Supreme Court Nominations

Gorsuch writes reader-grabbing opinions with fact summaries that are 'a form of wry nonfiction'

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Judge writing.

The late Justice Antonin Scalia was known for his memorable legal writing, filling his opinions with little-used words such as “argle-bargle” and barbs aimed at those who disagree with him.

The judge nominated to take his place, Neil Gorsuch of the Denver-based 10th U.S. Circuit Court of Appeals, also has a way with words, the Wall Street Journal reports. His opinions strive for accessibility, and they begin with recitations of facts that grab the reader.

Legal opinions “are rarely a pleasure to read,” the Wall Street Journal says, but Gorsuch has elevated the recitation of facts “to a form of wry nonfiction.”

One example can be found in Gorsuch’s dissent to a July 2016 decision that found a police officer had immunity for arresting a teen who disrupted gym class with repeated fake burps. The Washington Post has a story.

The dissent began this way: “If a seventh grader starts trading fake burps for laughs in gym class, what’s a teacher to do? Order extra laps? Detention? A trip to the principal’s office? Maybe. But then again, maybe that’s too old school. Maybe today you call a police officer. And maybe today the officer decides that, instead of just escorting the now compliant 13- year-old to the principal’s office, an arrest would be a better idea. So out come the handcuffs and off goes the child to juvenile detention. My colleagues suggest the law permits exactly this option, and they offer 94 pages explaining why they think that’s so. Respectfully, I remain unpersuaded.”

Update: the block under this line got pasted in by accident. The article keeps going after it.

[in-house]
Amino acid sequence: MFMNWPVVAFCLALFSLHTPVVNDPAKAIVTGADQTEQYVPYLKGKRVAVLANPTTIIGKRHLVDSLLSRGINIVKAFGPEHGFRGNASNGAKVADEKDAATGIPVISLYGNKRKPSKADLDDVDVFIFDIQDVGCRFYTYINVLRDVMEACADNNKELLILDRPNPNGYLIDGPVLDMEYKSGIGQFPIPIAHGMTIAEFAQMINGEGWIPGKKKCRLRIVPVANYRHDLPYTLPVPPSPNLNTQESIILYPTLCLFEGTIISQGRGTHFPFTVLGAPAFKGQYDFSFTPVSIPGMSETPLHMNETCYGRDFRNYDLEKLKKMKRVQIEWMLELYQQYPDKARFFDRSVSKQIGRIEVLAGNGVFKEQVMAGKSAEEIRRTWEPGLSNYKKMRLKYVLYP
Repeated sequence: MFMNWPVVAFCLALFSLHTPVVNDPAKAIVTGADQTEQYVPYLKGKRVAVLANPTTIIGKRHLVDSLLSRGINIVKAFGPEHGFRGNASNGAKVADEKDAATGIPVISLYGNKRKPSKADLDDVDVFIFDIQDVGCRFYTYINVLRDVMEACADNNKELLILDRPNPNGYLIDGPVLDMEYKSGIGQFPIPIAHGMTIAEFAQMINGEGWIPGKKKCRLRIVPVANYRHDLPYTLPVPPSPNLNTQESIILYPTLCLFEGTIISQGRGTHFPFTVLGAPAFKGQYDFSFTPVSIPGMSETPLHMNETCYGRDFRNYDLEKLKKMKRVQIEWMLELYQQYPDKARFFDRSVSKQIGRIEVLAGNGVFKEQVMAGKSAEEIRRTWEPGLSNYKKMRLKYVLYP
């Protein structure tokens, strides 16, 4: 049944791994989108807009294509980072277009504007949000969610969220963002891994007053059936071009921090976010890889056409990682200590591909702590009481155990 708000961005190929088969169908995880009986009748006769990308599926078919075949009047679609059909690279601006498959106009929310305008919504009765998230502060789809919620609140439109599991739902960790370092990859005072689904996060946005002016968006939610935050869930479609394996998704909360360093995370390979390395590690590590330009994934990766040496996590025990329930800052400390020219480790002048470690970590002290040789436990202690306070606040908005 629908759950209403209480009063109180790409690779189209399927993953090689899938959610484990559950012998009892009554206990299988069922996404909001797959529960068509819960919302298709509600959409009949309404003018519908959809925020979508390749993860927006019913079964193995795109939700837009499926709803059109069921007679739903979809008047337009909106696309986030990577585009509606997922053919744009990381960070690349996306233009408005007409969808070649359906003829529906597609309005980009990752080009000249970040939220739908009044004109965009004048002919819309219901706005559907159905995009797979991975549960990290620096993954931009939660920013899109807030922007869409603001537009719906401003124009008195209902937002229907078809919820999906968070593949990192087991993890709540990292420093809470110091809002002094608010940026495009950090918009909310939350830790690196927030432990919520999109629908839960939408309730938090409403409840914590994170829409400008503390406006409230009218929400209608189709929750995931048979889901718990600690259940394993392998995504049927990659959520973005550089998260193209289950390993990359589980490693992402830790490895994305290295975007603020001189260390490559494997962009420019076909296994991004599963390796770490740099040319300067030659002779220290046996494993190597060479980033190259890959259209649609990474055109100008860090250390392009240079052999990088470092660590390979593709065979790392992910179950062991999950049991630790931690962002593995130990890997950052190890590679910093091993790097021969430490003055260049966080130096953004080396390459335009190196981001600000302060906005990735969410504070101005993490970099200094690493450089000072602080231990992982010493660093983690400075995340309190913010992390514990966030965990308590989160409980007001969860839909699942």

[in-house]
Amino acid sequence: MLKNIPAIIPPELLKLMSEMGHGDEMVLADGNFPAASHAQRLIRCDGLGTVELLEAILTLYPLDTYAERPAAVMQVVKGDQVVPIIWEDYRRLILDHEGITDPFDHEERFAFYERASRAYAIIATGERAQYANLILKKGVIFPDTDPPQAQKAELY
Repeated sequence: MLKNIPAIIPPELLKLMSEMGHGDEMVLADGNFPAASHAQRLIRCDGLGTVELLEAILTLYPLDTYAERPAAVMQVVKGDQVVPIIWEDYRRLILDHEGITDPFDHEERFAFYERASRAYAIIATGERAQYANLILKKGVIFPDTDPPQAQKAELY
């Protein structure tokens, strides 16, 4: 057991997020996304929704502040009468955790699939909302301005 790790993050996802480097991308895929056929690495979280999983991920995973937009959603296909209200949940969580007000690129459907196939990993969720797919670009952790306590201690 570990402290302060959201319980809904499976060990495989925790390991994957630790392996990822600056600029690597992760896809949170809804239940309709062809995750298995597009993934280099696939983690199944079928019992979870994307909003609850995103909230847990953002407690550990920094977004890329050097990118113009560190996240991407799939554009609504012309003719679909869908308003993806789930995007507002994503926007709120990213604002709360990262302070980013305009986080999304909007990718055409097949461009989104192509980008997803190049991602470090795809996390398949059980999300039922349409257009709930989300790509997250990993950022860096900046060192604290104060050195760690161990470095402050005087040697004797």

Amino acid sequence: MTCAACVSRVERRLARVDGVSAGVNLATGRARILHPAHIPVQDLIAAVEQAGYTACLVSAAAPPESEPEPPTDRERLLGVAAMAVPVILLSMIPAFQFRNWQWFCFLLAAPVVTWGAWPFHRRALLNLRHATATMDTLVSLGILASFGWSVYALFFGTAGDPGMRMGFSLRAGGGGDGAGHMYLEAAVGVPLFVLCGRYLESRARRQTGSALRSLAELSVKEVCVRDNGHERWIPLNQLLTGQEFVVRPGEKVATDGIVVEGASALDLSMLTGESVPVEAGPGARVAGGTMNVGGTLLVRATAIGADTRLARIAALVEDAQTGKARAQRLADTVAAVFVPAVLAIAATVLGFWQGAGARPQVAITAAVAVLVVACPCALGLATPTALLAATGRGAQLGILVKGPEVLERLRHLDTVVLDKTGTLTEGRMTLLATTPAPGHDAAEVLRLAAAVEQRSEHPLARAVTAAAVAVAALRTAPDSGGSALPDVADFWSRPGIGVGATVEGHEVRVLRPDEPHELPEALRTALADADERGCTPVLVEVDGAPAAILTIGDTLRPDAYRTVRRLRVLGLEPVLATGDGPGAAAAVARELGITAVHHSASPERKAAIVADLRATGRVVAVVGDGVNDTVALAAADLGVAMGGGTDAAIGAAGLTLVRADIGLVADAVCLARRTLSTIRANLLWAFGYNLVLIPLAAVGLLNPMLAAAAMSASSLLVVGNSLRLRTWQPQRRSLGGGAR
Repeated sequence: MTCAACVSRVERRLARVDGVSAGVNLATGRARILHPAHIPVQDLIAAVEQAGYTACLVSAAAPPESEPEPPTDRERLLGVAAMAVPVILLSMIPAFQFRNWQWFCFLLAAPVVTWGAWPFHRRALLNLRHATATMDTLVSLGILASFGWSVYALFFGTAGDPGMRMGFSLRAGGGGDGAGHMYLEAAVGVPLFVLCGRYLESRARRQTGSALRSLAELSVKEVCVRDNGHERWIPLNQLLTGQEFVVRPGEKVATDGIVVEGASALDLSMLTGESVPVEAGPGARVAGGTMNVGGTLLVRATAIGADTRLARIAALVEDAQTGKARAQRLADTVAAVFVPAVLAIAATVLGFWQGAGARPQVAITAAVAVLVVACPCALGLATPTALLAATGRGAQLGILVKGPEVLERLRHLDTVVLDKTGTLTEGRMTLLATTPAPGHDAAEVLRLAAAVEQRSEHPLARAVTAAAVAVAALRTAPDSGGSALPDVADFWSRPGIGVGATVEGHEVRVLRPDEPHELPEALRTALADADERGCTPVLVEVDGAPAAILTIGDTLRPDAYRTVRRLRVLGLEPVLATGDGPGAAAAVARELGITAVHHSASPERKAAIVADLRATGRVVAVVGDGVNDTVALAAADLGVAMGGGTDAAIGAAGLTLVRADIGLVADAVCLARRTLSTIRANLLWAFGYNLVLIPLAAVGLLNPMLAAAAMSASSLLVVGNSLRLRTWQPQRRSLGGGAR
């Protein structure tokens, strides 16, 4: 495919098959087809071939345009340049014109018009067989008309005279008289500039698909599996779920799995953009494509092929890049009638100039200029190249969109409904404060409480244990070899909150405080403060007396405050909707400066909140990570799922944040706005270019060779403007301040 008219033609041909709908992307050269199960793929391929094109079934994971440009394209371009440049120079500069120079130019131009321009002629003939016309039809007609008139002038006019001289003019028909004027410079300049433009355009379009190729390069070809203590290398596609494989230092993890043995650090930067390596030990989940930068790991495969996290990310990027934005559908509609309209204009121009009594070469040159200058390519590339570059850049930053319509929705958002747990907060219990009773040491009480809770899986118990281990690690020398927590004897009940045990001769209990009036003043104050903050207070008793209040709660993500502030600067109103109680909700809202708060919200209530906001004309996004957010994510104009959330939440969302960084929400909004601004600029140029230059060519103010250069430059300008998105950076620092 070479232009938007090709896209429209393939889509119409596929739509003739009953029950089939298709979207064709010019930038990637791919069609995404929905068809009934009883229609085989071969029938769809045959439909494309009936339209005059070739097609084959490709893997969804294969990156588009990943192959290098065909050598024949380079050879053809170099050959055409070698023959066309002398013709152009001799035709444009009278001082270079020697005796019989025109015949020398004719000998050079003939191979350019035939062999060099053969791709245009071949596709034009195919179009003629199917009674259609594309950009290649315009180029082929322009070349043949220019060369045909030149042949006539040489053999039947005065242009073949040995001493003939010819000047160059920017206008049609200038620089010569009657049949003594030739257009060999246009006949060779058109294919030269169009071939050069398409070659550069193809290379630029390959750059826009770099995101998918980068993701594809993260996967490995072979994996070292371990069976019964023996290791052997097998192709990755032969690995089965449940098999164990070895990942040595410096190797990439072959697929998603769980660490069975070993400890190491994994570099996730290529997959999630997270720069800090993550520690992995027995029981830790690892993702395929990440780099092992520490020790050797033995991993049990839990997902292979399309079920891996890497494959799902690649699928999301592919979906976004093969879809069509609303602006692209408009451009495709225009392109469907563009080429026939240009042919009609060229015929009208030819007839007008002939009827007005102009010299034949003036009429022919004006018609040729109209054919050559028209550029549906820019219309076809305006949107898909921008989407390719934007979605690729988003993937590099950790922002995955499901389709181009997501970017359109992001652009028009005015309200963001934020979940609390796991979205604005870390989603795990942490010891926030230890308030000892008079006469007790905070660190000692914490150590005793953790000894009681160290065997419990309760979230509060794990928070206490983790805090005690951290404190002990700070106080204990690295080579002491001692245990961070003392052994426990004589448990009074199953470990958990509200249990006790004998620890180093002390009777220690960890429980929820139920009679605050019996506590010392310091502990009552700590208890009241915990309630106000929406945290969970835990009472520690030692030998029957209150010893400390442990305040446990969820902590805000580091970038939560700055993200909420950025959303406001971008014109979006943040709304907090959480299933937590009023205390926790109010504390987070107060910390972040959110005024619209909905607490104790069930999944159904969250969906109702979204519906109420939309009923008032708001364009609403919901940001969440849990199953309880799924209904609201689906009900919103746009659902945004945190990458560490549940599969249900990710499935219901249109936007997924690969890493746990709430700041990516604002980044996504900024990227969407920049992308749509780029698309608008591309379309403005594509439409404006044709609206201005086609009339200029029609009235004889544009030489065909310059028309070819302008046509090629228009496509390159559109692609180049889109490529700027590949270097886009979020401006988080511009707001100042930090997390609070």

The Wall Street Journal offers another example, from an opinion about an insurance dispute over coverage for on-the-job injuries at a haunted house.

Gorsuch’s opinion began: “Haunted houses may be full of ghosts, goblins, and guillotines, but it’s their more prosaic features that pose the real danger. Tyler Hodges found that out when an evening shift working the ticket booth ended with him plummeting down an elevator shaft. But as these things go, this case no longer involves Mr. Hodges. Years ago he recovered from his injuries, received a settlement, and moved on. This lingering specter of a lawsuit concerns only two insurance companies and who must foot the bill. And at the end of it all, we find, there is no escape for either of them.”

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